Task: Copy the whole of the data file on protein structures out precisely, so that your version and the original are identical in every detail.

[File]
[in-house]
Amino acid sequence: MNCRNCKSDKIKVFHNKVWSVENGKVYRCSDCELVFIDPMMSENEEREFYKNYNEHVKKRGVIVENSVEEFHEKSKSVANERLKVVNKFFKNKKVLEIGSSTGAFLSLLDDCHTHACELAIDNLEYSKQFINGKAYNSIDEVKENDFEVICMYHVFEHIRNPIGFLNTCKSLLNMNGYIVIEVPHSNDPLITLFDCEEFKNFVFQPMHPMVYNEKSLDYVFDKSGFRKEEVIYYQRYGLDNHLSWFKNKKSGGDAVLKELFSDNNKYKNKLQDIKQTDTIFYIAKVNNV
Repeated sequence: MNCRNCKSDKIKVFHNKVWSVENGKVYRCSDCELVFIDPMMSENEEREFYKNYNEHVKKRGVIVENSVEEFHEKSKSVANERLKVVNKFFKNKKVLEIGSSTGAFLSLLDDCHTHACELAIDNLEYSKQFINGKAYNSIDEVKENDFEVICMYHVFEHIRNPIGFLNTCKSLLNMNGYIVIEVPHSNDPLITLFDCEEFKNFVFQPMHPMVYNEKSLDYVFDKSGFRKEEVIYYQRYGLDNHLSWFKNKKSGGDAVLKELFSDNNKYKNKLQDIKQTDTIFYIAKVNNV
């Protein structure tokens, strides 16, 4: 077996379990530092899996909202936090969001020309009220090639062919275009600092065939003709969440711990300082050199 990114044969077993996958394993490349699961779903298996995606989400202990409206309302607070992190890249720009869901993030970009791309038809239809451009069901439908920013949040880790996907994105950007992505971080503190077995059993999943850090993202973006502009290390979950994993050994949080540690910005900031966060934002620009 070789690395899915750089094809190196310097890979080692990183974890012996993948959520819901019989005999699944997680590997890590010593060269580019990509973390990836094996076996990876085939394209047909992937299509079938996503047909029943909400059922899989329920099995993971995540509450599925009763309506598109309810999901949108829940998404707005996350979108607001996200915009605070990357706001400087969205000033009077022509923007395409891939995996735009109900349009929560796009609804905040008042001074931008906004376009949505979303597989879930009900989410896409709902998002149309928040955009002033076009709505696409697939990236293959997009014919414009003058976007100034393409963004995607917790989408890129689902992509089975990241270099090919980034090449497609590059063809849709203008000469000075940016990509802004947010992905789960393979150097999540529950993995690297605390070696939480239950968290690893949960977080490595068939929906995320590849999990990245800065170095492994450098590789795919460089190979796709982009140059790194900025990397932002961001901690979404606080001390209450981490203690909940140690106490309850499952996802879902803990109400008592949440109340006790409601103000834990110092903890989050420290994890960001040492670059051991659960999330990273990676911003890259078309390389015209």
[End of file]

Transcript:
[in-house]
Amino acid sequence: MNCRNCKSDKIKVFHNKVWSVENGKVYRCSDCELVFIDPMMSENEEREFYKNYNEHVKKRGVIVENSVEEFHEKSKSVANERLKVVNKFFKNKKVLEIGSSTGAFLSLLDDCHTHACELAIDNLEYSKQFINGKAYNSIDEVKENDFEVICMYHVFEHIRNPIGFLNTCKSLLNMNGYIVIEVPHSNDPLITLFDCEEFKNFVFQPMHPMVYNEKSLDYVFDKSGFRKEEVIYYQRYGLDNHLSWFKNKKSGGDAVLKELFSDNNKYKNKLQDIKQTDTIFYIAKVNNV
Repeated sequence: MNCRNCKSDKIKVFHNKVWSVENGKVYRCSDCELVFIDPMMSENEEREFYKNYNEHVKKRGVIVENSVEEFHEKSKSVANERLKVVNKFFKNKKVLEIGSSTGAFLSLLDDCHTHACELAIDNLEYSKQFINGKAYNSIDEVKENDFEVICMYHVFEHIRNPIGFLNTCKSLLNMNGYIVIEVPHSNDPLITLFDCEEFKNFVFQPMHPMVYNEKSLDYVFDKSGFRKEEVIYYQRYGLDNHLSWFKNKKSGGDAVLKELFSDNNKYKNKLQDIKQTDTIFYIAKVNNV
């Protein structure tokens, strides 16, 4: 077996379990530092899996909202936090969001020309009220090639062919275009600092065939003709969440711990300082050199 990114044969077993996958394993490349699961779903298996995606989400202990409206309302607070992190890249720009869901993030970009791309038809239809451009069901439908920013949040880790996907994105950007992505971080503190077995059993999943850090993202973006502009290390979950994993050994949080540690910005900031966060934002620009 070789690395899915750089094809190196310097890979080692990183974890012996993948959520819901019989005999699944997680590997890590010593060269580019990509973390990836094996076996990876085939394209047909992937299509079938996503047909029943909400059922899989329920099995993971995540509450599925009763309506598109309810999901949108829940998404707005996350979108607001996200915009605070990357706001400087969205000033009077022509923007395409891939995996735009109900349009929560796009609804905040008042001074931008906004376009949505979303597989879930009900989410896409709902998002149309928040955009002033076009709505696409697939990236293959997009014919414009003058976007100034393409963004995607917790989408890129689902992509089975990241270099090919980034090449497609590059063809849709203008000469000075940016990509802004947010992905789960393979150097999540529950993995690297605390070696939480239950968290690893949960977080490595068939929906995320590849999990990245800065170095492994450098590789795919460089190979796709982009140059790194900025990397932002961001901690979404606080001390209450981490203690909940140690106490309850499952996802879902803990109400008592949440109340006790409601103000834990110092903890989050420290994890960001040492670059051991659960999330990273990676911003890259078309390389015209």